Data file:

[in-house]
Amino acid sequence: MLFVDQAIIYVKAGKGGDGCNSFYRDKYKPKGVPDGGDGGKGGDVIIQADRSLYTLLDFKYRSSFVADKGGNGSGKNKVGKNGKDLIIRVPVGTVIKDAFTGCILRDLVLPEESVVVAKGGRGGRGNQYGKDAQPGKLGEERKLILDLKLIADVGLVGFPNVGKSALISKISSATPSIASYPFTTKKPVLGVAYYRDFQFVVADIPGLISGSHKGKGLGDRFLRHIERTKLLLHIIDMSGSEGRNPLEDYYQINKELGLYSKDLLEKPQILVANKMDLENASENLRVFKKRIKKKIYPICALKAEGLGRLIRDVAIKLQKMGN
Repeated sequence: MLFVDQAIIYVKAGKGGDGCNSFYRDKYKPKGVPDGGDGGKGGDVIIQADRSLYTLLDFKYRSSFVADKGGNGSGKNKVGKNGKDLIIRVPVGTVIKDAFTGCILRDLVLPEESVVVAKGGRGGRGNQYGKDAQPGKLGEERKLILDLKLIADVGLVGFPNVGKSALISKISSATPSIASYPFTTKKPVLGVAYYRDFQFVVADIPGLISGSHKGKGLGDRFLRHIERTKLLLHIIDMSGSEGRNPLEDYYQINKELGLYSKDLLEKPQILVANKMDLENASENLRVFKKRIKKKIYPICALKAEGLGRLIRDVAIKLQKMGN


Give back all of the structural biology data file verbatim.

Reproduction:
[in-house]
Amino acid sequence: MLFVDQAIIYVKAGKGGDGCNSFYRDKYKPKGVPDGGDGGKGGDVIIQADRSLYTLLDFKYRSSFVADKGGNGSGKNKVGKNGKDLIIRVPVGTVIKDAFTGCILRDLVLPEESVVVAKGGRGGRGNQYGKDAQPGKLGEERKLILDLKLIADVGLVGFPNVGKSALISKISSATPSIASYPFTTKKPVLGVAYYRDFQFVVADIPGLISGSHKGKGLGDRFLRHIERTKLLLHIIDMSGSEGRNPLEDYYQINKELGLYSKDLLEKPQILVANKMDLENASENLRVFKKRIKKKIYPICALKAEGLGRLIRDVAIKLQKMGN
Repeated sequence: MLFVDQAIIYVKAGKGGDGCNSFYRDKYKPKGVPDGGDGGKGGDVIIQADRSLYTLLDFKYRSSFVADKGGNGSGKNKVGKNGKDLIIRVPVGTVIKDAFTGCILRDLVLPEESVVVAKGGRGGRGNQYGKDAQPGKLGEERKLILDLKLIADVGLVGFPNVGKSALISKISSATPSIASYPFTTKKPVLGVAYYRDFQFVVADIPGLISGSHKGKGLGDRFLRHIERTKLLLHIIDMSGSEGRNPLEDYYQINKELGLYSKDLLEKPQILVANKMDLENASENLRVFKKRIKKKIYPICALKAEGLGRLIRDVAIKLQKMGN